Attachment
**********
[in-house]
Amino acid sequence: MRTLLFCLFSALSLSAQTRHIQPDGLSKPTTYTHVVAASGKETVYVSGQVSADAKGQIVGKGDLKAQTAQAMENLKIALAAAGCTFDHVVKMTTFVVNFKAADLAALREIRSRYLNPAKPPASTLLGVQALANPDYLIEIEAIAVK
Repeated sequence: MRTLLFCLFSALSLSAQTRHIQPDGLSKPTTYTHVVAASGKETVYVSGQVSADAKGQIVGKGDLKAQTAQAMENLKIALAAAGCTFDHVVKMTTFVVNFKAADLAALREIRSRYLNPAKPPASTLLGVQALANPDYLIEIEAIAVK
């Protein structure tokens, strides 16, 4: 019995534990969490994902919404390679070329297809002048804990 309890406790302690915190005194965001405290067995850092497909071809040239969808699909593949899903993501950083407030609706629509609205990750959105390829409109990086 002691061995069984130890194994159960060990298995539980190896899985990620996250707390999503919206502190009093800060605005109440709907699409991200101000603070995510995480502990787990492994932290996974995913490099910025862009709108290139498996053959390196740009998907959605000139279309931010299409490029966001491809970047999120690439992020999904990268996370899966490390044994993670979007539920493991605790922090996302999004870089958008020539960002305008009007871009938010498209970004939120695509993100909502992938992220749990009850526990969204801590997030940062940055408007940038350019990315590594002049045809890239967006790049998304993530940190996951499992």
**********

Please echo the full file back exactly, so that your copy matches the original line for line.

[in-house]
Amino acid sequence: MRTLLFCLFSALSLSAQTRHIQPDGLSKPTTYTHVVAASGKETVYVSGQVSADAKGQIVGKGDLKAQTAQAMENLKIALAAAGCTFDHVVKMTTFVVNFKAADLAALREIRSRYLNPAKPPASTLLGVQALANPDYLIEIEAIAVK
Repeated sequence: MRTLLFCLFSALSLSAQTRHIQPDGLSKPTTYTHVVAASGKETVYVSGQVSADAKGQIVGKGDLKAQTAQAMENLKIALAAAGCTFDHVVKMTTFVVNFKAADLAALREIRSRYLNPAKPPASTLLGVQALANPDYLIEIEAIAVK
């Protein structure tokens, strides 16, 4: 019995534990969490994902919404390679070329297809002048804990 309890406790302690915190005194965001405290067995850092497909071809040239969808699909593949899903993501950083407030609706629509609205990750959105390829409109990086 002691061995069984130890194994159960060990298995539980190896899985990620996250707390999503919206502190009093800060605005109440709907699409991200101000603070995510995480502990787990492994932290996974995913490099910025862009709108290139498996053959390196740009998907959605000139279309931010299409490029966001491809970047999120690439992020999904990268996370899966490390044994993670979007539920493991605790922090996302999004870089958008020539960002305008009007871009938010498209970004939120695509993100909502992938992220749990009850526990969204801590997030940062940055408007940038350019990315590594002049045809890239967006790049998304993530940190996951499992």